14 Works

Data from: Trophic and non-trophic interactions influence the mechanisms underlying biodiversity–ecosystem functioning relationships under different abiotic conditions

Nathaly R. Guerrero-Ramírez & Nico Eisenhauer
Plant diversity effects on ecosystem functioning usually have been studied from a plant perspective. However, the mechanisms underlying biodiversity–ecosystem functioning relationships may also depend on positive or negative interactions between plants and other biotic and abiotic factors, which remain poorly understood. Here we assessed whether plant–herbivore and/or plant–detritivore interactions modify the biodiversity–ecosystem functioning relationship and the mechanisms underlying biodiversity effects, including complementarity and selection effects, biomass allocation, vertical distribution of roots, and plant survival using...

Data from: Functional basis of the sexual dimorphism in the auditory fovea of the duetting bushcricket Ancylecha fenestrata

Jan Scherberich, Jennifer Hummel, Stefan Schöneich & Manuela Nowotny
From mammals to insects, acoustic communication is in many species crucial for successful reproduction. In the duetting bushcricket Ancylecha fenestrata, the mutual acoustic communication between males and females is asymmetrical. We investigated how those signalling disparities are reflected by sexual dimorphism of their ears. Both sexes have tympanic ears in their forelegs, but male ears possess a significantly longer crista acustica containing 35% more scolopidia. With more sensory cells to cover a similar hearing range,...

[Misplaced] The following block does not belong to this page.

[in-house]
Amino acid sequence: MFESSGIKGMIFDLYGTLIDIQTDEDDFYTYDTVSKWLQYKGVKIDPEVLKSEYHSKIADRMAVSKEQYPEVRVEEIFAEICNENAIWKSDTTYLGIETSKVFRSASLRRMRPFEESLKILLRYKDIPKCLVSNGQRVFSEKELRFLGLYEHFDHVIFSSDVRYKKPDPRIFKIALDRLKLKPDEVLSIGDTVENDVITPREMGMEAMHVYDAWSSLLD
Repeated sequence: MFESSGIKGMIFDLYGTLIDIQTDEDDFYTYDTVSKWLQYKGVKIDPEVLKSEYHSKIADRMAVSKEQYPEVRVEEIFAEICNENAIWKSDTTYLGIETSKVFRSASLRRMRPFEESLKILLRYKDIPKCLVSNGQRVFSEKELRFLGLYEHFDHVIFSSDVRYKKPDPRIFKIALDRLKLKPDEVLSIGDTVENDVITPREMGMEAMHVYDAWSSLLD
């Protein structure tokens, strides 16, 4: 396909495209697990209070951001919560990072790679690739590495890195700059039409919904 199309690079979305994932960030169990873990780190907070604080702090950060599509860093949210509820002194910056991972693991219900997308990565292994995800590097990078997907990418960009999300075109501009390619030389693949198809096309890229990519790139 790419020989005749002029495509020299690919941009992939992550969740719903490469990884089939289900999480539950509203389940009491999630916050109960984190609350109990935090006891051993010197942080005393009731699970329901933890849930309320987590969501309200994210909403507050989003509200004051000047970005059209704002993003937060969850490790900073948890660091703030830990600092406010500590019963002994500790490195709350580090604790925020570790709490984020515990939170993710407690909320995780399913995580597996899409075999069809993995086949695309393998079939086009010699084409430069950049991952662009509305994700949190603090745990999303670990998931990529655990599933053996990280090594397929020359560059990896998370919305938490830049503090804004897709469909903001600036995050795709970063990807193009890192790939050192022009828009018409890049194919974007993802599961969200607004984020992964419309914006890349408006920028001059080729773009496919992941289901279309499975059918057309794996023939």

Data from: Characterization of unexplored deadwood mycobiome in highly diverse subtropical forests using culture-independent molecular technique

Witoon Purahong, Katherina A. Pietsch, Guillaume Lentendu, Ricardo Schöps, Helge Bruelheide, Christian Wirth, François Buscot & Tesfaye Wubet
The deadwood mycobiome, also known as wood-inhabiting fungi (WIF), are among the key players in wood decomposition, having a large impact on nutrient cycling in forest soils. However, our knowledge of WIF richness and distribution patterns in different forest biomes is limited. Here, we used pyrotag sequencing of the fungal internal transcribed spacer (ITS2) region to characterize the deadwood mycobiome of two tree species with greatly different wood characteristics (Schima superba and Pinus massoniana) in...

Data from: Invasive earthworms erode soil biodiversity: a meta-analysis

Olga Ferlian, Nico Eisenhauer, Martin Aguirrebengoa, Mariama Camara, Irene Ramirez-Rojas, Fabio Santos, Krizler Tanalgo & Madhav P. Thakur
1. Biological invasions pose a serious threat to biodiversity and ecosystem functioning across ecosystems. Invasions by ecosystem engineers, in particular, have been shown to have dramatic effects in recipient ecosystems. For instance, invasion by earthworms, a belowground invertebrate ecosystem engineer, in previously earthworm-free ecosystems dramatically alters the physico-chemical characteristics of the soil. Studies have shown that such alterations in the soil can have far-reaching impacts on soil organisms, which form a major portion of terrestrial...